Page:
“I know this is hard, dear Esme. I know you are hurting and miss them every day.” Her grandmother sighed then and looked away. Esme caught the glint of tears in her eyes. “I miss them, too,” Nana Elsie said with a catch in her throat, hesitating before she continued. “But you have a long life ahead of you, and often the simple act of moving forward is the only way to deal with the pain.” Esme remembered after the funeral how her grandmother had wept, repeating in a broken voice that no parent should ever have to bury their child.

Standing on the deck in the North Sea, Esme recalled her grandmothers words and how miserable her advice had made her feel. She didn’t want to move on; she wanted to go back to the way things used to be. Leaning her face into the rain, she allowed herself to remember.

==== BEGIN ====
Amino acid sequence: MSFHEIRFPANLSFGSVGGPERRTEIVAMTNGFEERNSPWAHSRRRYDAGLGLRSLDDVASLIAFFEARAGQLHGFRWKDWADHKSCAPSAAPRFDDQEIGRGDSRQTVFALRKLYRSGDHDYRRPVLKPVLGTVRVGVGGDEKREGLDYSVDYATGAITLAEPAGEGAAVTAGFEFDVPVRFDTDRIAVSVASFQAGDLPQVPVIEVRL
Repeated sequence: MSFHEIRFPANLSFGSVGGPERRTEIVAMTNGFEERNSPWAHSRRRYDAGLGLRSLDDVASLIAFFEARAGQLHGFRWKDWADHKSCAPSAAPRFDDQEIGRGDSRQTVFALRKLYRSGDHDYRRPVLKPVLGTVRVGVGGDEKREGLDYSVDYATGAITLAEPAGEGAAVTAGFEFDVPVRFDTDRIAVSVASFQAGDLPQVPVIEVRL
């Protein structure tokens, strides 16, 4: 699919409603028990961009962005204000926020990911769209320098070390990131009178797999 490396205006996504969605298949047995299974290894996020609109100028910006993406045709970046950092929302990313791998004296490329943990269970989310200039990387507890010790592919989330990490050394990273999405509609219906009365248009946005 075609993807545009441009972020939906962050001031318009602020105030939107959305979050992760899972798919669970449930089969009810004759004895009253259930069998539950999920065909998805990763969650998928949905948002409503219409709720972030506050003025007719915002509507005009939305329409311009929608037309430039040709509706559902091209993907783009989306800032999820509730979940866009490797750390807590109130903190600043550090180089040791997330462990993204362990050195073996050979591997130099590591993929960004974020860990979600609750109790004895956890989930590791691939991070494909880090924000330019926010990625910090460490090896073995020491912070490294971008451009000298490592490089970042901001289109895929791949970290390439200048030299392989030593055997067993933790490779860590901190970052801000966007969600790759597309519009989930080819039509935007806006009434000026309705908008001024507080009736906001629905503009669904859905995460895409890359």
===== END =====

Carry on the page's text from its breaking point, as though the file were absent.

That day was bleached hot, the sun so strong, it bounced off everything, hurting her eyes. Esme and her parents, sunglasses shoved against their noses, were bumping across the Long Island Sound aboard the North Fork Ferry. They strained their eyes to glimpse the tantalizing oasis of their other home, nestled in the thicket of their beloved Shelter Island, as sure as the osprey nests protected high above. All would be well, just across the water. Inside the tightly closed and air-conditioned car, the family of three was silent, looking ahead as the ferry rhythmically smacked down into each wave. Parked on the sturdy, ancient ferry, the Grays’ car was one of a couple dozen, filled with other families fleeing New York City. Shelter Island didn’t attract the trendy. No, the trendy headed to the Hamptons. This island - our island, thought the Grays - was a sanctuary for people desperate to leave all glamor behind.